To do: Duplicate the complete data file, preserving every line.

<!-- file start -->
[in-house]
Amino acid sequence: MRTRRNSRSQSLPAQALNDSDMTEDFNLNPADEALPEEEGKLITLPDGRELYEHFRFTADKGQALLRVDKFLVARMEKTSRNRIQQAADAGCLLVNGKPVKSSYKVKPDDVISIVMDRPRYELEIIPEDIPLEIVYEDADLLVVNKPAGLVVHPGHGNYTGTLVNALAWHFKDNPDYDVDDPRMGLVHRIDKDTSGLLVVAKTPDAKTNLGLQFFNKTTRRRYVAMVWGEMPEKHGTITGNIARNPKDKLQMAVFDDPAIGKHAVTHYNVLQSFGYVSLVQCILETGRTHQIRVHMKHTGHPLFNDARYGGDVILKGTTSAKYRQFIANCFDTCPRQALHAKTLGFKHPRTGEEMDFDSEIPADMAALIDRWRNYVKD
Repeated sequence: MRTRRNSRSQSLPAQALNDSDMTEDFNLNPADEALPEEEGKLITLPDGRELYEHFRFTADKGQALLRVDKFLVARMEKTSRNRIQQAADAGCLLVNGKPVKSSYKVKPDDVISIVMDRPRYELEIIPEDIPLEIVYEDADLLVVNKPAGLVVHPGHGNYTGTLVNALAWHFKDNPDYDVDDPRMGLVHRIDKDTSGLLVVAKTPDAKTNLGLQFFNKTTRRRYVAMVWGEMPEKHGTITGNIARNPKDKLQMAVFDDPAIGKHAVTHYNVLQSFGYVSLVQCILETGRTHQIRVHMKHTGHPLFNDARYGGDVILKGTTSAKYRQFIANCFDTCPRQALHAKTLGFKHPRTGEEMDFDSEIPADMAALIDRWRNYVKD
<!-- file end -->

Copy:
[in-house]
Amino acid sequence: MRTRRNSRSQSLPAQALNDSDMTEDFNLNPADEALPEEEGKLITLPDGRELYEHFRFTADKGQALLRVDKFLVARMEKTSRNRIQQAADAGCLLVNGKPVKSSYKVKPDDVISIVMDRPRYELEIIPEDIPLEIVYEDADLLVVNKPAGLVVHPGHGNYTGTLVNALAWHFKDNPDYDVDDPRMGLVHRIDKDTSGLLVVAKTPDAKTNLGLQFFNKTTRRRYVAMVWGEMPEKHGTITGNIARNPKDKLQMAVFDDPAIGKHAVTHYNVLQSFGYVSLVQCILETGRTHQIRVHMKHTGHPLFNDARYGGDVILKGTTSAKYRQFIANCFDTCPRQALHAKTLGFKHPRTGEEMDFDSEIPADMAALIDRWRNYVKD
Repeated sequence: MRTRRNSRSQSLPAQALNDSDMTEDFNLNPADEALPEEEGKLITLPDGRELYEHFRFTADKGQALLRVDKFLVARMEKTSRNRIQQAADAGCLLVNGKPVKSSYKVKPDDVISIVMDRPRYELEIIPEDIPLEIVYEDADLLVVNKPAGLVVHPGHGNYTGTLVNALAWHFKDNPDYDVDDPRMGLVHRIDKDTSGLLVVAKTPDAKTNLGLQFFNKTTRRRYVAMVWGEMPEKHGTITGNIARNPKDKLQMAVFDDPAIGKHAVTHYNVLQSFGYVSLVQCILETGRTHQIRVHMKHTGHPLFNDARYGGDVILKGTTSAKYRQFIANCFDTCPRQALHAKTLGFKHPRTGEEMDFDSEIPADMAALIDRWRNYVKD